In March of 2013, a group of scientists gathered in Washington, D.C. at the TEDxDeExtinction meeting and proposed the idea of de-extinction. Yes, de-extinction is exactly what it sounds like – bringing extinct species back to life using genetic tools (biotechnology) to recreate (clone) various extinct organisms from their reassembled DNA. The idea is both exciting and interesting; however, given some of the ideas brought forward regarding such an undertaking, perplexity as to why we would bother bringing back extinct species rather than trying to preserve extant ones becomes apparent.
The concept is surely intriguing and would be one of the greatest achievements science has ever accomplished, but the idea brings forth many questions as well – particularly when it comes to ecology. For instance, how would the ‘resurrection’ of extinct species like the dodo or the woolly mammoth alter current ecosystem structure and, if we do have a grasp on how the re-introduction of these species would affect current ecosystems (which, for some, we do), will the changes be acceptable in terms of ecosystem stability and sustainability? In other words, will current ecosystems be able to sustain these organisms, given that these systems are drastically different from when such extinct organisms existed; will the current state of these systems remain stable with the introduction of these new (yet old) species? Furthermore, are we, as humans, willing to accept the associated consequences of bringing back an extinct species that simply appears “cool” or interesting?
Releasing these recreated species into the wild is easily comparable to releasing an invasive species into a novel ecosystem, and the consequences of doing so are often devastating. Of course, some of these species may have the ability to enhance biodiversity and other such metrics of ecosystem health, in which it may be beneficial to reintroduce them; but why not use these de-extinction techniques to enhance current ecosystems supporting extant organisms rather than reviving previously existing ones? Bringing back extinct species could also allow for the exploration into how these species initially became extinct, which could aid in enhancing conservation efforts for current species, whether endangered, threatened, or at risk. In artificial scenarios, these organisms could be utilized to make better predictions regarding how some extant organisms, even our own species, may be influenced by future climatic conditions or other potential extinction events. However, ethical implications then arise – do we establish populations of these organisms or just keep exposing them to conditions inducing extinction to better understand future scenarios/implications (i.e., do we keep them alive or just keep killing them)?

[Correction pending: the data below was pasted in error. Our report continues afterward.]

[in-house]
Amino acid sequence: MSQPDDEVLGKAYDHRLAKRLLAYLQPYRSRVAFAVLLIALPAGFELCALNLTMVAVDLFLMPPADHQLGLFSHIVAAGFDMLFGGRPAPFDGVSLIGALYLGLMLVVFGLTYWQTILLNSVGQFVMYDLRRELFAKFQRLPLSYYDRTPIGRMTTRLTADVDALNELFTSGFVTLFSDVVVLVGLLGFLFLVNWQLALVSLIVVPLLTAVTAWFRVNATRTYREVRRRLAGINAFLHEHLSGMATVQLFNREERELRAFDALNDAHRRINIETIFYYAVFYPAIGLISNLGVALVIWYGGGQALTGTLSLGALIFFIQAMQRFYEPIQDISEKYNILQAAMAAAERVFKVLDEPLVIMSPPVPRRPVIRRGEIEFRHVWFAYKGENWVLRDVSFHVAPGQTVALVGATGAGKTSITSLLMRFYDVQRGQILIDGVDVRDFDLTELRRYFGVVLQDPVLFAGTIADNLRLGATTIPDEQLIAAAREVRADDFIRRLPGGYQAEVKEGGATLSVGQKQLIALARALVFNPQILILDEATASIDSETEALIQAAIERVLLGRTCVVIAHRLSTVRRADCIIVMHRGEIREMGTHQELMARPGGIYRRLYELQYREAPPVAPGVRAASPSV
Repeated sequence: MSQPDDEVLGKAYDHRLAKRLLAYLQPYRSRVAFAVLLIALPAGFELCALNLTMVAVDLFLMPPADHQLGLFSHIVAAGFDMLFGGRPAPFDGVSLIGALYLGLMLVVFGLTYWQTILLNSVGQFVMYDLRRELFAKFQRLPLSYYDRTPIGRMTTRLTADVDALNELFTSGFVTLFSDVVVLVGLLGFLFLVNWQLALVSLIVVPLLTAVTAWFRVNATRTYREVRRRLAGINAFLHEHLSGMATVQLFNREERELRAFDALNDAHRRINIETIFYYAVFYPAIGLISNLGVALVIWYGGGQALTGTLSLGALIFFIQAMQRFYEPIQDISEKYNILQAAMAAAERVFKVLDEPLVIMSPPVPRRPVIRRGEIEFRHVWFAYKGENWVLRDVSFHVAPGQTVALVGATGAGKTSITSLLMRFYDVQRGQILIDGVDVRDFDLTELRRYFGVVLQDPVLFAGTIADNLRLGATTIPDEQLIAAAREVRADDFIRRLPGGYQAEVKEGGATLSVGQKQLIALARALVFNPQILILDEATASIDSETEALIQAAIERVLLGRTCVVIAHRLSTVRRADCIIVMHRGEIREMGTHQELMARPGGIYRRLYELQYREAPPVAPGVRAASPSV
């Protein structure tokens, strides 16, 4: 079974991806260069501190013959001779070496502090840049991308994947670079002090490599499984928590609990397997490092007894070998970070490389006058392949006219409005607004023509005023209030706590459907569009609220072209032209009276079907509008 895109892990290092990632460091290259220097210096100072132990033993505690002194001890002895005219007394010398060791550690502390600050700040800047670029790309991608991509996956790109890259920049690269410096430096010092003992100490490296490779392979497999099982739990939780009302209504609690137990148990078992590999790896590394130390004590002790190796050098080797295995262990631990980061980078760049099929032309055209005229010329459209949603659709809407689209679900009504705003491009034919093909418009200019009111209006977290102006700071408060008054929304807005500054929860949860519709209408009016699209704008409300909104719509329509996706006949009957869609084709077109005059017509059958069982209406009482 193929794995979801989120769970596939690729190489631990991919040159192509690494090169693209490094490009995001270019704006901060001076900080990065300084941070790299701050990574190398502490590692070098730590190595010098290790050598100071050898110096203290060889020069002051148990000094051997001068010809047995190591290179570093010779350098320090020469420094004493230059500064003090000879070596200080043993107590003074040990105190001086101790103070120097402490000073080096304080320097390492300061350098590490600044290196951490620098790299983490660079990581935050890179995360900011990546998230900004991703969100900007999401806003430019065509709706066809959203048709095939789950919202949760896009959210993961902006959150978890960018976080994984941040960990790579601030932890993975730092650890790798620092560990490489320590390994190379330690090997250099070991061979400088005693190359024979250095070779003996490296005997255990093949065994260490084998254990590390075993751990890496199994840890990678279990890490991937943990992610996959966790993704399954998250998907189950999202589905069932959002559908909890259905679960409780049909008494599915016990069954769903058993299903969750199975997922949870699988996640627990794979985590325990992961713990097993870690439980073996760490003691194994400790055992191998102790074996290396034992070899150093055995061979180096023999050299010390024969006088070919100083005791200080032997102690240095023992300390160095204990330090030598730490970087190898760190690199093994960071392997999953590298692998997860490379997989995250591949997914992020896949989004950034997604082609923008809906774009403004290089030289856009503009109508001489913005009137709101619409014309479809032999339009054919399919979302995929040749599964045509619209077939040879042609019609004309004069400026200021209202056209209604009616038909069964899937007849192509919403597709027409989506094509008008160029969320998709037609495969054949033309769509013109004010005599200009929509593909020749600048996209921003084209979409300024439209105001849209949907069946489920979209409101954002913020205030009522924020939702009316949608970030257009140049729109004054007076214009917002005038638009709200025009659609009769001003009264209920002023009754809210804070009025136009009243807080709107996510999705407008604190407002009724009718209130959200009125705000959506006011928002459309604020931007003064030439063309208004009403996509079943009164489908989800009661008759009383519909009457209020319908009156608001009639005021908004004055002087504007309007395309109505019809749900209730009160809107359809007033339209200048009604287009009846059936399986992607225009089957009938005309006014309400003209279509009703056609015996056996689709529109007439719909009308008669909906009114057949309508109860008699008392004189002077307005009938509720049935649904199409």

Additionally, to use the recreated organisms for this purpose, artificial ecosystems must be manufactured. Creating artificial ecosystems to bring back these organisms to life makes sense, but the historical ecosystem complexity that existed such a long time ago must be recreated with accuracy. This may not be difficult for some species, but for others it would – all this without mentioning the financial costs associated with such studies and how many species of other organisms that would have to be brought back in order to create these complex systems (many of which we don’t have the DNA for). Other questions also arise with keeping such complex populations/systems in concealment. For example, reproduction and mortality rates of revived species would have to be taken into account to sustain a confined population. If populations are to be sustained, these organisms will eventually have to be released, in which the slurry of ecological problems mentioned above then arise.
Although a ‘Jurassic Park’ scenario is not yet within our reach (nor is it likely to be), the ecological consequences of introducing genetically manufactured species which do not belong in a given ecosystem may be more detrimental than beneficial. The prospect of de-extinction is indeed interesting and stimulating, but much more thought regarding the ecological consequences of sustaining populations of such organisms must be established, and we must better understand the beneficial or detrimental implications of such an endeavor. Clearly defining the purpose of implementing this type of technology must be well entrenched before woolly mammoths or kakapos are released into the wild along with the current flora and fauna.